I‘ve long thought that public school teachers are under appreciated and underpaid. They must keep order in classrooms. The young, impressionable eyes looking up at them for guidance or discipline come from a wide variety of backgrounds and influences. Some parents are positive for teachers to deal with but others difficult, and some are sadly rarely seen or show that they care. Teachers must navigate the varied personalities and goals of administrators and their fellow instructors.
Now, in addition, there’s rising pressure for them to be skilled with firearms in the classroom. Or for them to share the break room with someone who is.
The world has gone too crazy. But we’ve known that for awhile now through repeated school shootings. The Columbine school massacre in 1999 seemed to usher in this era. Yet even before that, in the late 1980s, I covered as a newsman a school shooting in southern Buchanan County. In that tragedy, a boy shot another student and then took his own life. The day was so incredibly sad. Now comes the latest in deep sadness with the recent school shooting in Parkland, Fla., where 17 students and staff died.
The Trump administration has announced a new federal commission on school safety. As if we didn’t already know the problems: too easy access to high-capacity magazine firearms designed to primarily to kill people; public schools given bare-boned funding; glorification of violence in video games, movies and television; a fast-paced world where parents in poor and lower middle class families are both working to make ends meet and don’t have enough quality time to spend with kids, a lack of community enthusiasm and support for long-standing youth programs such as Scouts and 4-H.
Maybe we need better local park program development and funding, with more emphasis on youth activities and adventures, rather than more guns in schools.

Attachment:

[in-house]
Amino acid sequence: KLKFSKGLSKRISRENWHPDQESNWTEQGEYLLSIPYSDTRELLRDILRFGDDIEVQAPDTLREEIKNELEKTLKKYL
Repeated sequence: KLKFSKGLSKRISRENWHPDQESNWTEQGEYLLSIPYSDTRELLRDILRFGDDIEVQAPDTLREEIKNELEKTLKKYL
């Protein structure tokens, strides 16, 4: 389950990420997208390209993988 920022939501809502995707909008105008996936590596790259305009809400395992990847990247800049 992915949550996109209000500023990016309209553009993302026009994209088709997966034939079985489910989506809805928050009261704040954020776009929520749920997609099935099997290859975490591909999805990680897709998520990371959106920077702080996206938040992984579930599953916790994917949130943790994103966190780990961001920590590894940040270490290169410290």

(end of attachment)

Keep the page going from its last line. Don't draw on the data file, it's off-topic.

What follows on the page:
I’ve been thinking back through the teachers that I had in schools. I can’t imagine any of them packing pistols.
I do support trained police officers in schools. Give them some special social work and counseling skills along with their law enforcement training, I think they are a valuable addition in schools in today’s society. Albeit, I greatly rue that they seem like a necessity.
I’m a hunter. I’ve enjoyed target shooting and trap shooting. I admire the craftsmanship and engineering in firearms old and new. I especially appreciate their role in history. So I’m not an anti-gun zealot who disparages the Second Amendment.
But the proliferation of more and more firearms designed just to kill people is distressing. The distress creates fear that puts up walls between people and more guns in the hands of the fearful, and many of the latter don’t understand the finality and magnitude of what they hold in their hands.
I pray that the repeating of mass shootings and school massacres doesn’t make us numb, that we don’t view it like driving past a fender bender on the highway, looking for a moment and moving on.
I worry for education. The far political right doesn’t seem to care much about quality public education. Urban sprawl puts more pressure on school districts to accommodate student growth. And sometimes sprawl leaves schools in older neighborhoods struggling.
My children were blessed to have some very good, smart, dedicated teachers. But I worry that schools will keep attracting quality teachers to a career that now involves a national discussion on firearms in classrooms and hallways.
We expect teachers, counselors and administrators to be dedicated. Now we expect them to be shields for our children, too. Let us tell them, thank you for your service, and may it be gunfire free.
Bill Graham, who lives in the Platte City area, may be reached by e-mail at firstname.lastname@example.org.